This past week's artifact from the Nelson Pioneer Farm is an automatic coffee grinder.
Some people submitted their guesses as to the identity of the artifact.
Morris and Eileen Wubbels wrote via email: “The artifact shown in this week's shopper is a coffee grinder but it is incomplete. It should have a small cup that hangs at the bottom to catch the grounds as they come out of the grinder. We have one exactly like this but it is complete.”
David Lloyd Corbett wrote via Facebook: “Grain grinder."
Kayla Scholtus also wrote via Facebook: “Coffee grinder?”
Nelson Pioneer Farm Curator Kelly Halbert did some research on the artifact. She wrote: “Automatic Coffee Grinder c. 1900
Coffee has been a popular drink for centuries. Creating the perfect blend and grind has been the pursuit of generations of coffee connoisseurs. This artifact is called The Automatic Coffee Grinder, however, it is not exactly automatic! On close examination – the top canister is a storage unit for the coffee beans and the bottom drawer delivers the ground coffee and a hand crank does the work to grind the beans. The only part that has been automated is the delivery of beans to the grinder.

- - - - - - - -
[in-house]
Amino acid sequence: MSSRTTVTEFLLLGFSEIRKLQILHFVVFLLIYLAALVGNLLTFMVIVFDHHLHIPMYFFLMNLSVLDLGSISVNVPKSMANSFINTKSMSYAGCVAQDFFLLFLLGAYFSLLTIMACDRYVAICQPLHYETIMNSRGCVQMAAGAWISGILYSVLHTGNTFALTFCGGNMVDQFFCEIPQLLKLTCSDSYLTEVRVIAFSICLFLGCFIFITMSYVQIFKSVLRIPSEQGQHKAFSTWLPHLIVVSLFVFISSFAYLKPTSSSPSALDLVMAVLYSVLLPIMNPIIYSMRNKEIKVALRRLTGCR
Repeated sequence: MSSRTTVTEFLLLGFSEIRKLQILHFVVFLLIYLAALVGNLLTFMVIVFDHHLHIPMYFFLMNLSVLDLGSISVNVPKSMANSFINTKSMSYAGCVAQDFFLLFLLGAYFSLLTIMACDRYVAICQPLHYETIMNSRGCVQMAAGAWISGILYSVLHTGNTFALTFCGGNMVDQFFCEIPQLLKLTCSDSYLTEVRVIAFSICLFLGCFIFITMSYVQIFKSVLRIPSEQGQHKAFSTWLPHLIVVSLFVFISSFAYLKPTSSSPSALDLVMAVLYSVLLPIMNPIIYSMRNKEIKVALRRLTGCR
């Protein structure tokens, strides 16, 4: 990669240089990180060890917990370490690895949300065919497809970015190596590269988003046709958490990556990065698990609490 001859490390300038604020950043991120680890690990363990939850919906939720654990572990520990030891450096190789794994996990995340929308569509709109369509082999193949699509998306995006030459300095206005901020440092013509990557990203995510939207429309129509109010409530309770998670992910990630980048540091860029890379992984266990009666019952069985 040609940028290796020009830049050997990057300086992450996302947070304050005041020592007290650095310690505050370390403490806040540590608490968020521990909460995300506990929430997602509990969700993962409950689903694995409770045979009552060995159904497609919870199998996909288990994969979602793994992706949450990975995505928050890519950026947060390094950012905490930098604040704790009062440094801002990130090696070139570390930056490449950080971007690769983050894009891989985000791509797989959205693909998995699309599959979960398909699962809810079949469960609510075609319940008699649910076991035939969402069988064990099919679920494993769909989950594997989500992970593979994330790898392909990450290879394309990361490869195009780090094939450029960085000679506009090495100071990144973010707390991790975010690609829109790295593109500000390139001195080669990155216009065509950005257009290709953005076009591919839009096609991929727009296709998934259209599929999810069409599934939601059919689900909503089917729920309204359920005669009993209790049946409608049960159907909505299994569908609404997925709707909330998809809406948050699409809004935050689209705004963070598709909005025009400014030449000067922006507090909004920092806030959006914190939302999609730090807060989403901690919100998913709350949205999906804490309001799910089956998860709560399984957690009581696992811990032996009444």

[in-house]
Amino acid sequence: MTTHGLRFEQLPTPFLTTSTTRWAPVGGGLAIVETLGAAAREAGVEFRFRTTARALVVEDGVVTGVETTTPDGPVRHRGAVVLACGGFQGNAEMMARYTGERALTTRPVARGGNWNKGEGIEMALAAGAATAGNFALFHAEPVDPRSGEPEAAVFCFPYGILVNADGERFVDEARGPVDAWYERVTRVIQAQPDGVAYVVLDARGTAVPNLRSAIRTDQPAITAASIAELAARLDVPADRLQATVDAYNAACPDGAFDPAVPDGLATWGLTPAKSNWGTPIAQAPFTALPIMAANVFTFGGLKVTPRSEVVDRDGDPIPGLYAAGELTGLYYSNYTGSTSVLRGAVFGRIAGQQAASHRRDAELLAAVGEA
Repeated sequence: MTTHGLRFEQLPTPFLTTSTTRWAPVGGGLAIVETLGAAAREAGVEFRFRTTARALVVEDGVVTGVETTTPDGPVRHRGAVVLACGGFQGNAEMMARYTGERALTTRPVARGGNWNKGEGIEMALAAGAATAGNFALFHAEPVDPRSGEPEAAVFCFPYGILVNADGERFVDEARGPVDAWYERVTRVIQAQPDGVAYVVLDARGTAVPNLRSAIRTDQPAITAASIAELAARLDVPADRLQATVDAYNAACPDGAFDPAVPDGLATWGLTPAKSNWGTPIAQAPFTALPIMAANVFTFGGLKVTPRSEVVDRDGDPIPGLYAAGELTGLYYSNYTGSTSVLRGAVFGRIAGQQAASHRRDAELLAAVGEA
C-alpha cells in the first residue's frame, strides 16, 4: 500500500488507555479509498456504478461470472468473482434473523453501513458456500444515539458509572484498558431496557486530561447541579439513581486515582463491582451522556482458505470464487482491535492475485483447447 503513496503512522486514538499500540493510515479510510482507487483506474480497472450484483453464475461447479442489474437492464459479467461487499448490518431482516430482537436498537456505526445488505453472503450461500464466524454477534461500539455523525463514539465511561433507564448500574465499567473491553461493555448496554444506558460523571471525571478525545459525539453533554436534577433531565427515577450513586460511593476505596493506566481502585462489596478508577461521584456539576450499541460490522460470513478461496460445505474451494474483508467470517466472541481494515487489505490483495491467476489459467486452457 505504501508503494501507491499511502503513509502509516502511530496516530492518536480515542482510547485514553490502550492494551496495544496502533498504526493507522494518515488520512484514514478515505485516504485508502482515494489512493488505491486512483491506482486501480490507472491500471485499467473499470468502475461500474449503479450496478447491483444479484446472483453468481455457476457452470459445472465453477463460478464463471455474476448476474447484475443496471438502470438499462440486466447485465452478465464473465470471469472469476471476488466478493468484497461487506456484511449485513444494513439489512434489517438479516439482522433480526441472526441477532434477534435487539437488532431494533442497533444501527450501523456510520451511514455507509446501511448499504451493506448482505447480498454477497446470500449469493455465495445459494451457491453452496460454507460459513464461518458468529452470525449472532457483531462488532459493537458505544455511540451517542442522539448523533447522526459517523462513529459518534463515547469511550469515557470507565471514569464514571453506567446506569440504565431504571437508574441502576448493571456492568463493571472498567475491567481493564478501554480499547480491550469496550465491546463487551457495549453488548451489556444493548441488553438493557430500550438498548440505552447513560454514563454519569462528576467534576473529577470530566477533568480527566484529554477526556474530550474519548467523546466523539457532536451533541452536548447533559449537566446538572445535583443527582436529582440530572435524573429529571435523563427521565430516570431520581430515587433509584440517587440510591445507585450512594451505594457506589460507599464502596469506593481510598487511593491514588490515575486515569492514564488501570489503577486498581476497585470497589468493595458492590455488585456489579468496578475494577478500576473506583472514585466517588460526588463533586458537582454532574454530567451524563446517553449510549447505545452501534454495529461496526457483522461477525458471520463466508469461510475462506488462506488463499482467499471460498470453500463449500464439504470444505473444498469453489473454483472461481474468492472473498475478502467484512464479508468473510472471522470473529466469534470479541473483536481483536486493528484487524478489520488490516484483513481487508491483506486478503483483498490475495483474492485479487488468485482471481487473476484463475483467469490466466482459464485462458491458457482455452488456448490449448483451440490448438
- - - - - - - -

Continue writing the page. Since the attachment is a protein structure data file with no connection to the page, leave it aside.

The first American patent for an improved coffee grinder was granted to Thomas Bruff Sr. In 1798. His invention was the beginning of the wall mounted coffee mill. Evolving from the 17th century spice mills, this wall mounted or side mill was designed to regulate coarse or fine grind by adjusting a thumb screw. It was screwed into a wall or the side of a cabinet for convenience.
Today making coffee utilizes as many varieties of appliances as there are types of grinds and favors. Historically, on the farms and frontiers of America, there was the standby – boiled coffee with the added egg, presumably to settle the grounds. These directions for Boiled Coffee are from the Enterprising Housekeeper cookbook of 1906.